Stem cells are a hot topic in biology. Scientists call them “undifferentiated,” because they have not yet specialized to become a specific kind of cell. This means that a stem cell can develop into several different kinds of cells, depending on what the body needs. For example, everyone has stem cells in their bone marrow. Some of those cells (called hemopoietic stem cells) can develop into various kinds of blood cells, while others (called stromal stem cells) can develop into fat cells, bone cells, or cartilage cells. Physicians have used such stem cells to treat certain heart conditions1, and it is expected that as time goes on, more stem-cell-based treatments will be developed.
Of course, bone marrow isn’t the only place in which stem cells reside. In fact, stromal stem cells can also be found in tooth pulp, the soft tissue that is under the tooth’s dentin (see the illustration above). That’s where the blood vessels and nerves of the tooth are found. While scientists have known for a long time that these stem cells are there, how they get there has always been a mystery.
Nina Kaukua and her colleagues weren’t trying to solve that mystery. They were just studying certain kinds of cells in the teeth of mice. These cells, called “glial cells,” are support cells that help the nerve cells (called neurons) do their job. In their research, they were adding a fluorescent chemical to these cells and watching what happened to them over time. What they found was kind of shocking!
They found that some glial cells would move to the pulp and transform into stem cells! Some of those stem cells would later transform into cells that would produce dentin and enamel for the tooth.2 While this may solve the mystery of where stromal stem cells come from in teeth, that’s not the shocking part. The shocking part is what this result implies about our knowledge of stem cells. As the journal Science puts it:3
Development is thought to be one-way: Stem cells produce cells that mature into specific types, such as neurons and glia in nervous systems. But Kaukua et al. found nervous system cells transforming back into stem cells…
In other words, this research seems to indicate that our basic understanding of stem cells is wrong. It has always been thought that in nature, stem cells produce specialized cells, but the reverse never happens. If this research is confirmed, we now know that the reverse can, indeed, happen in nature. One of the other authors on the study said that he expects their result to be confirmed in many other parts of the body:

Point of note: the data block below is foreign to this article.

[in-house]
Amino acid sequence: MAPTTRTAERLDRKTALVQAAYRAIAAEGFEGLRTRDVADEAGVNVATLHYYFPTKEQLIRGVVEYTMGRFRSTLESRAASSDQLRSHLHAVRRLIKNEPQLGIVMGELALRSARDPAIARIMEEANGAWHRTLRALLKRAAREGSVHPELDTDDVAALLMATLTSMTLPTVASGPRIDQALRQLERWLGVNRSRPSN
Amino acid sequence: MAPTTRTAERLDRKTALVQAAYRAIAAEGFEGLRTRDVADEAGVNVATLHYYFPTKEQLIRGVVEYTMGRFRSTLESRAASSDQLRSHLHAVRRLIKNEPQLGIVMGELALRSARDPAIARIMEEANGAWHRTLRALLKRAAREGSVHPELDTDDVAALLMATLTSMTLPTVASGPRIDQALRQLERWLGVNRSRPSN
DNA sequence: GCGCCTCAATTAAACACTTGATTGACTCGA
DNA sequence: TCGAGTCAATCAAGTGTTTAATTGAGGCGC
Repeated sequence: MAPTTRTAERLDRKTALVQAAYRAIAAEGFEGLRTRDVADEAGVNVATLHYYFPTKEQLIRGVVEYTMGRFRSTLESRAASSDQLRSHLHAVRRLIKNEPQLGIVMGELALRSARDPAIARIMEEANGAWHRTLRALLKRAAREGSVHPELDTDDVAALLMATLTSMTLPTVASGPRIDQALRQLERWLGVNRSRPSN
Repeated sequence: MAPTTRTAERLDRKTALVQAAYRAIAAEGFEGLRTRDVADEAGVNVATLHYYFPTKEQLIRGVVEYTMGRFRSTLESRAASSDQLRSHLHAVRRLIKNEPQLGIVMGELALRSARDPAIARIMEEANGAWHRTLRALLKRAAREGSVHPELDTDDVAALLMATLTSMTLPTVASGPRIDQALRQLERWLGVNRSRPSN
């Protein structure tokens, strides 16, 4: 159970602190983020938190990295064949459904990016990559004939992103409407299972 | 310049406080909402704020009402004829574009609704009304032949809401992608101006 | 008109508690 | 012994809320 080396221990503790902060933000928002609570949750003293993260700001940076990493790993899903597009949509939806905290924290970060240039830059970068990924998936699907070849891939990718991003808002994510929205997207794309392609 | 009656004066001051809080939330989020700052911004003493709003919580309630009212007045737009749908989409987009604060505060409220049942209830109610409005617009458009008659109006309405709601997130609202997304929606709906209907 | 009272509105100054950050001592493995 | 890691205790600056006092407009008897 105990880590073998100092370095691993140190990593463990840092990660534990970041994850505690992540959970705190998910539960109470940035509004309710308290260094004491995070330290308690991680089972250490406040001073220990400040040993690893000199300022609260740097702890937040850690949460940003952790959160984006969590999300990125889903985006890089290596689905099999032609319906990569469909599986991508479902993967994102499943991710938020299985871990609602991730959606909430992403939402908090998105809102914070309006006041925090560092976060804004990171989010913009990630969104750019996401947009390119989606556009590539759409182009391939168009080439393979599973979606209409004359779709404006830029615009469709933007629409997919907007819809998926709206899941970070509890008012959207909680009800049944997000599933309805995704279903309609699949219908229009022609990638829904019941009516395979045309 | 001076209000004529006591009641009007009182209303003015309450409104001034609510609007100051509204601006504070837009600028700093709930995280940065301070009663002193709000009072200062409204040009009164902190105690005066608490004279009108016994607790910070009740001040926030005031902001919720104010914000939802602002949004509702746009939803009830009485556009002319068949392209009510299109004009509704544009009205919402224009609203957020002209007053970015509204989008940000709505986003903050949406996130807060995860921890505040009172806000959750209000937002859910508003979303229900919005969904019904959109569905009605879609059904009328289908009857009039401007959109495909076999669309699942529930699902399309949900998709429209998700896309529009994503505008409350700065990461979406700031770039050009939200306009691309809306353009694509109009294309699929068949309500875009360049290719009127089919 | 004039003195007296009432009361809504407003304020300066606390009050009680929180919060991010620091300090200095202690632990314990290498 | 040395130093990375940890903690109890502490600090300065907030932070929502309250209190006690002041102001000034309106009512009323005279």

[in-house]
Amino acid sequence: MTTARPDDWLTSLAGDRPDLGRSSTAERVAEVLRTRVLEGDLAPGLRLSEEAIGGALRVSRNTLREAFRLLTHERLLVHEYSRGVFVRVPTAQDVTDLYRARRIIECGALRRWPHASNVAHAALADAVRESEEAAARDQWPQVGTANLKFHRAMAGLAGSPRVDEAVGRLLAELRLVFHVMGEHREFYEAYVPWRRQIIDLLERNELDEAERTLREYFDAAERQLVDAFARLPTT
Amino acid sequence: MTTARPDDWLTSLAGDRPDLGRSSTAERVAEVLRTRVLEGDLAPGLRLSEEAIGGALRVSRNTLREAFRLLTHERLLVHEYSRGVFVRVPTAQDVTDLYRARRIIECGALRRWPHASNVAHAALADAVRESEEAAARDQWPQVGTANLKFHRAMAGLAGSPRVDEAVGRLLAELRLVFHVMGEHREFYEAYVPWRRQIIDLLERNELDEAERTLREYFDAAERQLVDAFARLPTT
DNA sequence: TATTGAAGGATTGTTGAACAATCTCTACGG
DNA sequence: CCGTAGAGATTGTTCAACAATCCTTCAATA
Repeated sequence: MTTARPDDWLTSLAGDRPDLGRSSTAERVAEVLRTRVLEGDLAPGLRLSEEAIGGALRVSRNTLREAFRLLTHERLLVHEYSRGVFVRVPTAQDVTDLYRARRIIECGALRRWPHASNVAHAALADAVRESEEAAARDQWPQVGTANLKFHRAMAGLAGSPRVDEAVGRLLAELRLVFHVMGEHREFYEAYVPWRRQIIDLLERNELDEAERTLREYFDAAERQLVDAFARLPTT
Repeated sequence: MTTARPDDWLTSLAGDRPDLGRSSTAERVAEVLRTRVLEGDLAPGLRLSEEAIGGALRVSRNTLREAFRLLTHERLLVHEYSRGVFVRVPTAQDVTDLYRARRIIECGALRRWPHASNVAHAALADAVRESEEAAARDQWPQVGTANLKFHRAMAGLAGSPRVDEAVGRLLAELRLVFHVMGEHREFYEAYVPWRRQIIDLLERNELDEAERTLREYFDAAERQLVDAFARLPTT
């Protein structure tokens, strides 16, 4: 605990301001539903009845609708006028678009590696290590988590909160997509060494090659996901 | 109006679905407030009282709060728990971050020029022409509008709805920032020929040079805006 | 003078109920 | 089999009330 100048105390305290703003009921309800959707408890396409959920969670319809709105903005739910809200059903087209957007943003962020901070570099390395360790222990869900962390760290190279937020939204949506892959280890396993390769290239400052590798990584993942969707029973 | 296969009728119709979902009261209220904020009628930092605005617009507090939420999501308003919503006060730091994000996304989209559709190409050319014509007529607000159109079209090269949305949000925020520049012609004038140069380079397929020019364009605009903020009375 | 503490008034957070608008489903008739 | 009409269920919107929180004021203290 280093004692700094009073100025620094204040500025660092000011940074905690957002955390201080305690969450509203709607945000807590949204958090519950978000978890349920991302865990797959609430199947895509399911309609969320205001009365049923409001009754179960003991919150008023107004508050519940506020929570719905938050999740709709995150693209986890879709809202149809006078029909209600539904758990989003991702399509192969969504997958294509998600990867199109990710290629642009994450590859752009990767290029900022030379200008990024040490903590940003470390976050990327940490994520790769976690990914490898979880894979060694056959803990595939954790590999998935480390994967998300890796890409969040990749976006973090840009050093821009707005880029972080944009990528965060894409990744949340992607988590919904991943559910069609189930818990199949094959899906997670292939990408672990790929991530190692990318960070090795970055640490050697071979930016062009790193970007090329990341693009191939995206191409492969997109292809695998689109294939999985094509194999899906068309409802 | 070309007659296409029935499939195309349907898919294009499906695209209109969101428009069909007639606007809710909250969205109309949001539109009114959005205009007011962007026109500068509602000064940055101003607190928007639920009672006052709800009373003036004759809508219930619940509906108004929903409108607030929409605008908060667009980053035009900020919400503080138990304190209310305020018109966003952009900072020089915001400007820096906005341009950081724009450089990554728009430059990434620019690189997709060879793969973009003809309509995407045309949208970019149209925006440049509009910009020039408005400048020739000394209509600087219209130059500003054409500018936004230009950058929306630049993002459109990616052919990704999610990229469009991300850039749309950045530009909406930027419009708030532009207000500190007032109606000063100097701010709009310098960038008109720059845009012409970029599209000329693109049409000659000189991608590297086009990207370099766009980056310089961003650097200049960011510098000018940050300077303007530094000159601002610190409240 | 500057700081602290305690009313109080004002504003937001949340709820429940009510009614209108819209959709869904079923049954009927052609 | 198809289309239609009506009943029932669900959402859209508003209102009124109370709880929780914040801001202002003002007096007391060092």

The fact that stem cells are available inside the nerves is highly significant, and this is in no way unique for the tooth…Our results indicate that peripheral nerves, which are found basically everywhere, may function as important stem cell reserves. From such reserves, multipotent stem cells can depart from the nerves and contribute to the healing and reformation of tissues in different parts of the body.
It will be very interesting to see whether or not his prediction is confirmed. If nothing else, this research indicates that we have a lot more to learn about stem cells!
1. Sheila A. Fisher, Carolyn Dorée, Susan J. Brunskill, Anthony Mathur, and Enca Martin-Rendon, “Bone Marrow Stem Cell Treatment for Ischemic Heart Disease in Patients with No Option of Revascularization: A Systematic Review and Meta-Analysis,” PLoS ONE, June 19, 2013, DOI:10.1371/journal.pone.0064669
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2. Nina Kaukua, Maryam Khatibi Shahidi, Chrysoula Konstantinidou, Vyacheslav Dyachuk, Marketa Kaucka, Alessandro Furlan, Zhengwen An, Longlong Wang, Isabell Hultman, Lars Ährlund-Richter, Hans Blom, Hjalmar Brismar, Natalia Assaife Lopes, Vassilis Pachnis, Ueli Suter, Hans Clevers, Irma Thesleff, Paul Sharpe, Patrik Ernfors, Kaj Fried, and Igor Adameyko, “Glial origin of mesenchymal stem cells in a tooth model system,” Nature 513:551–554, 2014
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3. “Stem Cell Factories Inside Teeth,” Science 345:635, 2014
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